The artist walked over snapped pencils and crushed cans, stood next to his window and scraped at the mildew, scraped again at the months and years that had gathered on the glass. Outside looked different to how he remembered it; the trees, which before were all he could see through the filth, now stood in front of tall buildings which seemed to stretch away into the distance. A thousand identical houses rolled down the hill to the left of his parched garden, and enormous cars were pulled in and out of a thousand tarmac driveways, like flotsam on a Perspex tide. A look of determination crossed the artist’s face, and he sat at the desk and scrabbled for some paper, a pen, his inkpot and an envelope. A letter would be written to his old agent (or the agent’s successor), the address was one he had never forgotten, burned into his memory when he was young, a darling of the town at the initial abstract expressionist renaissance, an ancient, forgotten movement remembered only by himself and the dustsheets behind gallery walls. A letter announcing the completion of the retrospective, the apex of all of his work to date was written slowly and clumsily, in green ink on the old, stained paper. His remaining two fingers held the pen pincer-like, and the process was arduous, but determination drove it to completion. The old man was almost panting with excitement, a year of tears and struggles, a year with hardly any food or water and with nothing to stare at but the same canvas, a mocking year: almost completed! Unwilling to step outside at this crucial time, the artist forced open the window and flung the envelope out onto the pavement, several feet away, to wait for a neighbour to pick it up, to deliver it for him. They would. He was sure of it.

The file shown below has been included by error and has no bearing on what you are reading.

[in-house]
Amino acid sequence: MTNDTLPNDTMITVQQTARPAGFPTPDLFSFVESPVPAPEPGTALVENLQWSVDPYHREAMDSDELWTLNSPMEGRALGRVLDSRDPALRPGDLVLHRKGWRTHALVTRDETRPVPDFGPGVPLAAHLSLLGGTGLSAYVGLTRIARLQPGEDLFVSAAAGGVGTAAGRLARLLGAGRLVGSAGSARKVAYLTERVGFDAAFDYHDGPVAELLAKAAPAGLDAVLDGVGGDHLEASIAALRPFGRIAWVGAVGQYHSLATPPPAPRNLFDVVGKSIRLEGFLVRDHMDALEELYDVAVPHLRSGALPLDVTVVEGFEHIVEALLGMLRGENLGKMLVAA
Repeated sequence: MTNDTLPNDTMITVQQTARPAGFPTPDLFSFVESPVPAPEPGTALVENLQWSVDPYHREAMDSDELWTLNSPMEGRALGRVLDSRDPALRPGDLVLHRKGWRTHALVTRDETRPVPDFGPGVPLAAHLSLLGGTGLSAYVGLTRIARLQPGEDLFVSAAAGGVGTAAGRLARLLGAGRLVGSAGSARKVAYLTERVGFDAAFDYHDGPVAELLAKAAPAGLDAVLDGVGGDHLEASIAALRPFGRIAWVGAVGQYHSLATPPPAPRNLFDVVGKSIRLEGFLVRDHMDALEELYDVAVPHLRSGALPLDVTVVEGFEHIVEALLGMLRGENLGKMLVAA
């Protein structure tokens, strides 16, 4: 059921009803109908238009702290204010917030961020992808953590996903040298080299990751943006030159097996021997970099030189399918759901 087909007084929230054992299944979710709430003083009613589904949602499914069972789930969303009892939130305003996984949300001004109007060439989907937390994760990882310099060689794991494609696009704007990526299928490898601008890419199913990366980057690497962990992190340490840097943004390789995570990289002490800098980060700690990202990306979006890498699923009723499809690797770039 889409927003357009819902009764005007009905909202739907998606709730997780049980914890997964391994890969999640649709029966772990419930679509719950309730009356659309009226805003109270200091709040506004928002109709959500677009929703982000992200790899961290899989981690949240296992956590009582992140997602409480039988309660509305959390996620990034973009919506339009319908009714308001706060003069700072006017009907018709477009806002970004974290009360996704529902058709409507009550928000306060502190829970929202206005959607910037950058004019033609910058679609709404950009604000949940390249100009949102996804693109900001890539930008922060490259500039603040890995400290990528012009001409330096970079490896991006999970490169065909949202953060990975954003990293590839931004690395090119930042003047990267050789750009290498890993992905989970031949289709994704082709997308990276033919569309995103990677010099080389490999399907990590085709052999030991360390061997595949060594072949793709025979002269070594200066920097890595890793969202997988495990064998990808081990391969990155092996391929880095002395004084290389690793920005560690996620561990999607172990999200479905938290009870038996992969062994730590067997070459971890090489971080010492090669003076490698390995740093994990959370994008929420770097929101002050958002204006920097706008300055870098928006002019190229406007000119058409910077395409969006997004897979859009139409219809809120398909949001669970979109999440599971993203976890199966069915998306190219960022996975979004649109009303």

The artist stepped into the centre of his studio and looked hard at the canvas. He picked up the pots of paint, held them close to his chest in the crook of his wrist, and poured their entire contents over his naked body. When he was completely doused in every pigment he owned (even the tiny pot of silver metallic paint he bought for a futurist project that never materialised), he took a deep breath, bent his old legs and laughing, leapt at the canvas, knocking it off the easel and smearing it with the deep brown, sickly, heady concoction that covered and clung to every grey, wiry hair. He floundered around on the floor, feeling months of dried paint scratching and cutting his neck, his chest, his leathery thighs, plastering his beard to his clavicle. He caressed and attacked it, made love to and murdered it, prussian blues ejaculating over burnt siennas. He lay still, spent, panting in the knowledge that his work was complete. A smile crept to his dark blue lips that were flecked with paler cyan when he heard the sound: ‘Click’. The noise echoed once around the room, inside his head and off glass domes filled with old skin and moss. ‘Click’.